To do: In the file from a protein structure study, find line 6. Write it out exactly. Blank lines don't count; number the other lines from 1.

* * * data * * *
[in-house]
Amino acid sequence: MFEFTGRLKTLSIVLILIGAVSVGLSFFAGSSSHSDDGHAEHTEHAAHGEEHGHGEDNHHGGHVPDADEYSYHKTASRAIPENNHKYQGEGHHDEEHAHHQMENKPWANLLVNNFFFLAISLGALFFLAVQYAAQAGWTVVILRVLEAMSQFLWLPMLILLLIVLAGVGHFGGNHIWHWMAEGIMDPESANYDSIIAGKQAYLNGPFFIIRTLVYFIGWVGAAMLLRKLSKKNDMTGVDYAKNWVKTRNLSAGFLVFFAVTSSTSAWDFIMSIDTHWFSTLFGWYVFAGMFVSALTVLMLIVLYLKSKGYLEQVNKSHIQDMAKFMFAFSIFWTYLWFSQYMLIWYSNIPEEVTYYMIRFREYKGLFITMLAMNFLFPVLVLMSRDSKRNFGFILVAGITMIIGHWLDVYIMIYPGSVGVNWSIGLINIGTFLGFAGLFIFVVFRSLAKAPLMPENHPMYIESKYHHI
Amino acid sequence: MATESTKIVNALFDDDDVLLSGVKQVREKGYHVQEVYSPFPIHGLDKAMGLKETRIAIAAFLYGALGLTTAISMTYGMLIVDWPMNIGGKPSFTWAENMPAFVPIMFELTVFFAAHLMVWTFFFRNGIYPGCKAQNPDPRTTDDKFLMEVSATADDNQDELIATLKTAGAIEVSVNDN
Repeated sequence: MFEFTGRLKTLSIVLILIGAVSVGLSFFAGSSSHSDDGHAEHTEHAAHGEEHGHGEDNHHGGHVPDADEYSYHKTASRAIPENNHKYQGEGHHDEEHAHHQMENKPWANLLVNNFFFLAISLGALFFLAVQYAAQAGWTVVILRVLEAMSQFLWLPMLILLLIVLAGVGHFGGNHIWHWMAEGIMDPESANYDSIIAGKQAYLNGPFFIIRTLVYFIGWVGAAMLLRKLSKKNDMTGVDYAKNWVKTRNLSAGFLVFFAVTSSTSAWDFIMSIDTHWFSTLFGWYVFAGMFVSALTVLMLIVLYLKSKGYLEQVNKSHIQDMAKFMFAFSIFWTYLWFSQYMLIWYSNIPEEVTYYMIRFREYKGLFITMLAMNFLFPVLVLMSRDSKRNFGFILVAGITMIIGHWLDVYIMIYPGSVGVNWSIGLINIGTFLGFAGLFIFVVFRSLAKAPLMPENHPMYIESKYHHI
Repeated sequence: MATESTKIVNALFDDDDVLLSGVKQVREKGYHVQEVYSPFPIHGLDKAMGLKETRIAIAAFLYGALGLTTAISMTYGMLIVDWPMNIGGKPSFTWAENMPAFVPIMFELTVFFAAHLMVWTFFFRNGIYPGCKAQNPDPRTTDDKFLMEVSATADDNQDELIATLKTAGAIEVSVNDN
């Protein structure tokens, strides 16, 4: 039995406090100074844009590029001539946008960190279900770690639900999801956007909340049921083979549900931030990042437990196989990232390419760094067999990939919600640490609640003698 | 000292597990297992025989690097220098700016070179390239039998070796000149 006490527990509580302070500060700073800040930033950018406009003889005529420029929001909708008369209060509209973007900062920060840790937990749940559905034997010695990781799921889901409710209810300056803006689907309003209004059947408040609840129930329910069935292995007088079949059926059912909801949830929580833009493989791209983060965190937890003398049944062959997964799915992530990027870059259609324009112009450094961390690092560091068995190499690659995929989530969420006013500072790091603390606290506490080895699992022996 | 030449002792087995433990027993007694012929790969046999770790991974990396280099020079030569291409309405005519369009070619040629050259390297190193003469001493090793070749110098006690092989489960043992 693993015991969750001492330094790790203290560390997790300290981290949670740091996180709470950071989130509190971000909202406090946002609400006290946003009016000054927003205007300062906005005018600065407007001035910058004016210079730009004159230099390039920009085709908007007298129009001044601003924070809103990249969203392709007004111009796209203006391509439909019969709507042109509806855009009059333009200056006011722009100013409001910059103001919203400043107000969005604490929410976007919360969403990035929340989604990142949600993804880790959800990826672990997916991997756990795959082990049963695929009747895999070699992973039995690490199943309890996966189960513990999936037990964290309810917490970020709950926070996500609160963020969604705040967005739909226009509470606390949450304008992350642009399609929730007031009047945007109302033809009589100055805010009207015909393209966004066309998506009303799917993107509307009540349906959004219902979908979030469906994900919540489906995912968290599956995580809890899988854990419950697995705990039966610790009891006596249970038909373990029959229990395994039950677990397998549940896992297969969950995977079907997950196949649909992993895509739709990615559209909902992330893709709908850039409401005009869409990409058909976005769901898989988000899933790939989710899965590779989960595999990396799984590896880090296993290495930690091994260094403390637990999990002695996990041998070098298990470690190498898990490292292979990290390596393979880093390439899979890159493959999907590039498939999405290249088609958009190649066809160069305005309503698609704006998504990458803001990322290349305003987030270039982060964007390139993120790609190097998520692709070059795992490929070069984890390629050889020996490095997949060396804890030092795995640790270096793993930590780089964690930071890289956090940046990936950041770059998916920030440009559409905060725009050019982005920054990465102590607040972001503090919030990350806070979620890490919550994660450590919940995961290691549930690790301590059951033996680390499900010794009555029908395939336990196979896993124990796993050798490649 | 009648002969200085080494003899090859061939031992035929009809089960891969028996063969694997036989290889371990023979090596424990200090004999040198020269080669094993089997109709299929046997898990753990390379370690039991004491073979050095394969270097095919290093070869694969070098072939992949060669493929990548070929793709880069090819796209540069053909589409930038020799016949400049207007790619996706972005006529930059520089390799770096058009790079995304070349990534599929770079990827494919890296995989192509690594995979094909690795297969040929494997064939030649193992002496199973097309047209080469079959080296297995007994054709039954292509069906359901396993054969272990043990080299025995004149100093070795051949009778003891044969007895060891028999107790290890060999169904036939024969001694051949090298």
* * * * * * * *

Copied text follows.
């Protein structure tokens, strides 16, 4: 039995406090100074844009590029001539946008960190279900770690639900999801956007909340049921083979549900931030990042437990196989990232390419760094067999990939919600640490609640003698 | 000292597990297992025989690097220098700016070179390239039998070796000149 006490527990509580302070500060700073800040930033950018406009003889005529420029929001909708008369209060509209973007900062920060840790937990749940559905034997010695990781799921889901409710209810300056803006689907309003209004059947408040609840129930329910069935292995007088079949059926059912909801949830929580833009493989791209983060965190937890003398049944062959997964799915992530990027870059259609324009112009450094961390690092560091068995190499690659995929989530969420006013500072790091603390606290506490080895699992022996 | 030449002792087995433990027993007694012929790969046999770790991974990396280099020079030569291409309405005519369009070619040629050259390297190193003469001493090793070749110098006690092989489960043992 693993015991969750001492330094790790203290560390997790300290981290949670740091996180709470950071989130509190971000909202406090946002609400006290946003009016000054927003205007300062906005005018600065407007001035910058004016210079730009004159230099390039920009085709908007007298129009001044601003924070809103990249969203392709007004111009796209203006391509439909019969709507042109509806855009009059333009200056006011722009100013409001910059103001919203400043107000969005604490929410976007919360969403990035929340989604990142949600993804880790959800990826672990997916991997756990795959082990049963695929009747895999070699992973039995690490199943309890996966189960513990999936037990964290309810917490970020709950926070996500609160963020969604705040967005739909226009509470606390949450304008992350642009399609929730007031009047945007109302033809009589100055805010009207015909393209966004066309998506009303799917993107509307009540349906959004219902979908979030469906994900919540489906995912968290599956995580809890899988854990419950697995705990039966610790009891006596249970038909373990029959229990395994039950677990397998549940896992297969969950995977079907997950196949649909992993895509739709990615559209909902992330893709709908850039409401005009869409990409058909976005769901898989988000899933790939989710899965590779989960595999990396799984590896880090296993290495930690091994260094403390637990999990002695996990041998070098298990470690190498898990490292292979990290390596393979880093390439899979890159493959999907590039498939999405290249088609958009190649066809160069305005309503698609704006998504990458803001990322290349305003987030270039982060964007390139993120790609190097998520692709070059795992490929070069984890390629050889020996490095997949060396804890030092795995640790270096793993930590780089964690930071890289956090940046990936950041770059998916920030440009559409905060725009050019982005920054990465102590607040972001503090919030990350806070979620890490919550994660450590919940995961290691549930690790301590059951033996680390499900010794009555029908395939336990196979896993124990796993050798490649 | 009648002969200085080494003899090859061939031992035929009809089960891969028996063969694997036989290889371990023979090596424990200090004999040198020269080669094993089997109709299929046997898990753990390379370690039991004491073979050095394969270097095919290093070869694969070098072939992949060669493929990548070929793709880069090819796209540069053909589409930038020799016949400049207007790619996706972005006529930059520089390799770096058009790079995304070349990534599929770079990827494919890296995989192509690594995979094909690795297969040929494997064939030649193992002496199973097309047209080469079959080296297995007994054709039954292509069906359901396993054969272990043990080299025995004149100093070795051949009778003891044969007895060891028999107790290890060999169904036939024969001694051949090298």